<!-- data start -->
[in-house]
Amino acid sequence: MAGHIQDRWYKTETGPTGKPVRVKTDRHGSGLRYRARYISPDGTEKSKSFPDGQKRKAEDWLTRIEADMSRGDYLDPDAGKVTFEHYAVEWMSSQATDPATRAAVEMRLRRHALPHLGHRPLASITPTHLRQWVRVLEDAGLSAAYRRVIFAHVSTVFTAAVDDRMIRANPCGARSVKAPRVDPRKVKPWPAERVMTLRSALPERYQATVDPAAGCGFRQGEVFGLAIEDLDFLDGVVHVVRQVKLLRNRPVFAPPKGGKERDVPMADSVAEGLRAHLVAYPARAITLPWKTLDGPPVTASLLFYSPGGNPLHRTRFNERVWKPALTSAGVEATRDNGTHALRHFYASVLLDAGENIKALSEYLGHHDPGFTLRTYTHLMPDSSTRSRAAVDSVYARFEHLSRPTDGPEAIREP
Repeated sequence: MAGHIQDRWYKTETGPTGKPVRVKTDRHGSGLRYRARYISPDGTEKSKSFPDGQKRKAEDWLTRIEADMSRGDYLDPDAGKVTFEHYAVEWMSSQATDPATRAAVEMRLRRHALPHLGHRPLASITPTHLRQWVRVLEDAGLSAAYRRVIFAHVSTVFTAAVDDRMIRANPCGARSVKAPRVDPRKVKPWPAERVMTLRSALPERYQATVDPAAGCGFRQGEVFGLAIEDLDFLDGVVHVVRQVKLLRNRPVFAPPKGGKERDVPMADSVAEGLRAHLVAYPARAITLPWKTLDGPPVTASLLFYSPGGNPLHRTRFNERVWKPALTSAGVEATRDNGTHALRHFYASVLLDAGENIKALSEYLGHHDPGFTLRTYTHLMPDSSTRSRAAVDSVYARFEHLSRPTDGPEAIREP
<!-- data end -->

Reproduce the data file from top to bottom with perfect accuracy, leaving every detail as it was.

[in-house]
Amino acid sequence: MAGHIQDRWYKTETGPTGKPVRVKTDRHGSGLRYRARYISPDGTEKSKSFPDGQKRKAEDWLTRIEADMSRGDYLDPDAGKVTFEHYAVEWMSSQATDPATRAAVEMRLRRHALPHLGHRPLASITPTHLRQWVRVLEDAGLSAAYRRVIFAHVSTVFTAAVDDRMIRANPCGARSVKAPRVDPRKVKPWPAERVMTLRSALPERYQATVDPAAGCGFRQGEVFGLAIEDLDFLDGVVHVVRQVKLLRNRPVFAPPKGGKERDVPMADSVAEGLRAHLVAYPARAITLPWKTLDGPPVTASLLFYSPGGNPLHRTRFNERVWKPALTSAGVEATRDNGTHALRHFYASVLLDAGENIKALSEYLGHHDPGFTLRTYTHLMPDSSTRSRAAVDSVYARFEHLSRPTDGPEAIREP
Repeated sequence: MAGHIQDRWYKTETGPTGKPVRVKTDRHGSGLRYRARYISPDGTEKSKSFPDGQKRKAEDWLTRIEADMSRGDYLDPDAGKVTFEHYAVEWMSSQATDPATRAAVEMRLRRHALPHLGHRPLASITPTHLRQWVRVLEDAGLSAAYRRVIFAHVSTVFTAAVDDRMIRANPCGARSVKAPRVDPRKVKPWPAERVMTLRSALPERYQATVDPAAGCGFRQGEVFGLAIEDLDFLDGVVHVVRQVKLLRNRPVFAPPKGGKERDVPMADSVAEGLRAHLVAYPARAITLPWKTLDGPPVTASLLFYSPGGNPLHRTRFNERVWKPALTSAGVEATRDNGTHALRHFYASVLLDAGENIKALSEYLGHHDPGFTLRTYTHLMPDSSTRSRAAVDSVYARFEHLSRPTDGPEAIREP